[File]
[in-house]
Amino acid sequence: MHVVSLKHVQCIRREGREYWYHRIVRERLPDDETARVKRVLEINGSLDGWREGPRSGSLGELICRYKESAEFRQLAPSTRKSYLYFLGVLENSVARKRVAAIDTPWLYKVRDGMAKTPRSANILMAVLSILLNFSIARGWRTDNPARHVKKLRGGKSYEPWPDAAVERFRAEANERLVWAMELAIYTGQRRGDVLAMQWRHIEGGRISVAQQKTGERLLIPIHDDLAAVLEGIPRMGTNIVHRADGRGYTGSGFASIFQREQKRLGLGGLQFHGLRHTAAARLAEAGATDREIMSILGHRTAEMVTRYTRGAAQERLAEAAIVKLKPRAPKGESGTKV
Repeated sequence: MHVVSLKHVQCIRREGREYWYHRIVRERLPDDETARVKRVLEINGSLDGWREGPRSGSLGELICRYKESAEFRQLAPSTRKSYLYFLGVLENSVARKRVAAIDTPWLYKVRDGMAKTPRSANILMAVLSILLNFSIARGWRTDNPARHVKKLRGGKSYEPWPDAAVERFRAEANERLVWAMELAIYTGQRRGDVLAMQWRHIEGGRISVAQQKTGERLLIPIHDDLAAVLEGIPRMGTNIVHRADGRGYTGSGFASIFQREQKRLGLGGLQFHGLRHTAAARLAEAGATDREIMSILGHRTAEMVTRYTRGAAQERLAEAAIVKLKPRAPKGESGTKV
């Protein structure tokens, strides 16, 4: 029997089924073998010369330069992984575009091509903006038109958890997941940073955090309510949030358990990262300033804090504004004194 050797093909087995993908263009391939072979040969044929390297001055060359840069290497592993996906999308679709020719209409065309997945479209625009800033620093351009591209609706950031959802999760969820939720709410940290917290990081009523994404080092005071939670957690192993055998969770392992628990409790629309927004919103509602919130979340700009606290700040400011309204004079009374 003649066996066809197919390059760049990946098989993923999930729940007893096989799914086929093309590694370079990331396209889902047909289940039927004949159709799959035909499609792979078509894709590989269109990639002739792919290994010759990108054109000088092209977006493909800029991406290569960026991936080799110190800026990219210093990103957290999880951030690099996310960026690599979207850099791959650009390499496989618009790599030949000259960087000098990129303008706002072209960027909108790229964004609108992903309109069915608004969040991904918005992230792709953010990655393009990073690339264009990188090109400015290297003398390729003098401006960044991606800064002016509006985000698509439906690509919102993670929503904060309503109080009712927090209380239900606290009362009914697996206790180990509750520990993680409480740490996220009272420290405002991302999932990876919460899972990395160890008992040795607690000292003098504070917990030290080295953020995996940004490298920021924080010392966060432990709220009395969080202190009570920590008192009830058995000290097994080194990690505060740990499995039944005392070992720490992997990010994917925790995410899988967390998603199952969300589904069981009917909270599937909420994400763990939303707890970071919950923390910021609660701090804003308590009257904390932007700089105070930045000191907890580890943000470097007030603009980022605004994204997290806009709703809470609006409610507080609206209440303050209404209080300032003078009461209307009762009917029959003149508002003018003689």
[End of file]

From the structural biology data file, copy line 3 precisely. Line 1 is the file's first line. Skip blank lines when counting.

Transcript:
Repeated sequence: MHVVSLKHVQCIRREGREYWYHRIVRERLPDDETARVKRVLEINGSLDGWREGPRSGSLGELICRYKESAEFRQLAPSTRKSYLYFLGVLENSVARKRVAAIDTPWLYKVRDGMAKTPRSANILMAVLSILLNFSIARGWRTDNPARHVKKLRGGKSYEPWPDAAVERFRAEANERLVWAMELAIYTGQRRGDVLAMQWRHIEGGRISVAQQKTGERLLIPIHDDLAAVLEGIPRMGTNIVHRADGRGYTGSGFASIFQREQKRLGLGGLQFHGLRHTAAARLAEAGATDREIMSILGHRTAEMVTRYTRGAAQERLAEAAIVKLKPRAPKGESGTKV